The Church of Jesus Christ of Latter-day Saints has agreed to return $150,000 in tithing donations it received from a man currently serving time in prison for stealing nearly $25 million from his clients' retirement accounts at American Pension Services.
Court documents show that APS was incorporated as a family-owned business by the man now serving time, Curtis DeYoung, and his wife, Michelle, in 1982 to serve as a third-party administrator for self-directed IRAs and 401(k) accounts.
On April 24, 2014, the Securities and Exchange Commission filed a complaint against APS and Curtis DeYoung alleging the misappropriation of IRA account owners' funds. In its complaint, the SEC outlined Curtis' misappropriation, which included using IRA account owners' funds to invest in high-risk ventures. Los Angeles attorney Diane Thompson was also appointed as receiver for the company that same day to recover funds for the benefit of APS and its account owners.
Thompson argued in court documents that between 2008 and April 24, 2014, the DeYoungs made tithing and other charitable contributions to the Church of Jesus Christ of Latter-day Saints of approximately $239,775.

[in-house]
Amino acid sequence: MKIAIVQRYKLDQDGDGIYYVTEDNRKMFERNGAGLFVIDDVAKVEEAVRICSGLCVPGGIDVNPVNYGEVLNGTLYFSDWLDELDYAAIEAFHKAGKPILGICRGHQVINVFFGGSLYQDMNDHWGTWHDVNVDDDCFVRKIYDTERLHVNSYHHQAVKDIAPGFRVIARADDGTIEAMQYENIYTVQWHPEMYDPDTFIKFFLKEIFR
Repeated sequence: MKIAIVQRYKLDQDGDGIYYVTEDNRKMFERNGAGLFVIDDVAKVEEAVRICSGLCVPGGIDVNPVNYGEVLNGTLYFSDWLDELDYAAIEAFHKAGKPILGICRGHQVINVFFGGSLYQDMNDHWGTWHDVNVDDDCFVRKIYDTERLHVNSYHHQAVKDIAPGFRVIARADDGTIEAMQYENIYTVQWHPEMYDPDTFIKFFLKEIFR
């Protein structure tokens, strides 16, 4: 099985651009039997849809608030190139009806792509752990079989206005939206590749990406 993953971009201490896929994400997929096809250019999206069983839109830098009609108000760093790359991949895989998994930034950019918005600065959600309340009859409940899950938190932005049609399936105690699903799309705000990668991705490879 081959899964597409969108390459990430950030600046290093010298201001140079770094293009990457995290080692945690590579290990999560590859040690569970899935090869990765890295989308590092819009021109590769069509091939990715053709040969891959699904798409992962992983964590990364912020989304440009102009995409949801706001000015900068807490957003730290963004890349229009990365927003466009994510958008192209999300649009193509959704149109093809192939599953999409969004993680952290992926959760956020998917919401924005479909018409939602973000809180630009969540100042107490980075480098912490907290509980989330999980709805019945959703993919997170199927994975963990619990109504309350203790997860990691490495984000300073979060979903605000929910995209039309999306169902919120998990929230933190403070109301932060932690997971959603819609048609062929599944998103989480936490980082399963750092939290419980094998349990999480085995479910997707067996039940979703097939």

In July 2016, Thompson filed a complaint against the church alleging, among other things, that the tithing and charitable contributions made by Curtis and his wife were made from ill-gotten funds.
The church disputed the allegation, arguing that Michelle's donation's came from legitimate income and that Thompson had to show that the tithes were proceeds from fraudulent transactions.
Last Thursday, however, after victims affected by the case complained about the dispute in local media, the church agreed to settle the case for $150,000.
"They traveled. Nothing but the best. Michelle DeYoung would gush about how you have to fly first class and stay in the nicest resorts," Harry Segura, a member of the LDS Church and victim of the DeYoungs, told KUTV last week.
Segura, who said Michelle was also his neighbor, told KUTV he found it "laughable" that a thief would pay tithing.
He said when the money is eventually returned to the victims they would only be getting a few dollars each. He insisted, however, that the money should be returned because "It's a matter of principle."
As Segura complained about the delay in the church's return of the ill-gotten tithes, Eric Hawkins, spokesman for the LDS Church, said the return was subject to a process.
Curtis DeYoung is serving a 10-year sentence at a federal prison in Florence, Colorado, for his crimes, The Salt Lake Tribune reports. Even though Michelle was not convicted of any crime, Hawkins said a request was being made for her tithing money to be returned as well, which created problems for the process.
"The Church has cooperated fully in the negotiation of a settlement, which has been reached and which we anticipate will be made public shortly," Hawkins said just days ahead of the announcement of the settlement.